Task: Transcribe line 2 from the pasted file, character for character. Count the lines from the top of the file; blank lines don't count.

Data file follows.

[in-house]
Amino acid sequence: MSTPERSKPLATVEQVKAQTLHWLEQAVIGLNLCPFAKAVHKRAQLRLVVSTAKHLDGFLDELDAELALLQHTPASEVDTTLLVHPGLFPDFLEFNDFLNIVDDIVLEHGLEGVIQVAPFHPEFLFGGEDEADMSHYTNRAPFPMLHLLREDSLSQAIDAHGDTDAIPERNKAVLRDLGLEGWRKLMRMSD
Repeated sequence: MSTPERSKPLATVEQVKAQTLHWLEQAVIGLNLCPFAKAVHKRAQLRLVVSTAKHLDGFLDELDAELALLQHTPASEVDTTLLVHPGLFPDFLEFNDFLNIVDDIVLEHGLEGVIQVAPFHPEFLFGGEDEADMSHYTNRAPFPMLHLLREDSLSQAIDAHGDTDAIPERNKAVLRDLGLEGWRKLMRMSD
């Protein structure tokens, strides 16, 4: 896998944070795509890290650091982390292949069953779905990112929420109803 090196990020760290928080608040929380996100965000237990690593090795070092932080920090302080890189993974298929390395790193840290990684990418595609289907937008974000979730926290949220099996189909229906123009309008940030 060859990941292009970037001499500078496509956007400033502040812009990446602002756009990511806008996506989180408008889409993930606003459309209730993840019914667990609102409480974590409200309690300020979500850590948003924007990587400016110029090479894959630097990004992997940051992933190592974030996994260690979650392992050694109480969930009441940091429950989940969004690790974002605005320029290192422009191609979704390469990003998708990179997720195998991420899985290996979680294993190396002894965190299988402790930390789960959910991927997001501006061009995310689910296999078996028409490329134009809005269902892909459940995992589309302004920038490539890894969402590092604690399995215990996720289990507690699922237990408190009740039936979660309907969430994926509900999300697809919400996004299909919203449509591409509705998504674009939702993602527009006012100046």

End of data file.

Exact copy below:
Amino acid sequence: MSTPERSKPLATVEQVKAQTLHWLEQAVIGLNLCPFAKAVHKRAQLRLVVSTAKHLDGFLDELDAELALLQHTPASEVDTTLLVHPGLFPDFLEFNDFLNIVDDIVLEHGLEGVIQVAPFHPEFLFGGEDEADMSHYTNRAPFPMLHLLREDSLSQAIDAHGDTDAIPERNKAVLRDLGLEGWRKLMRMSD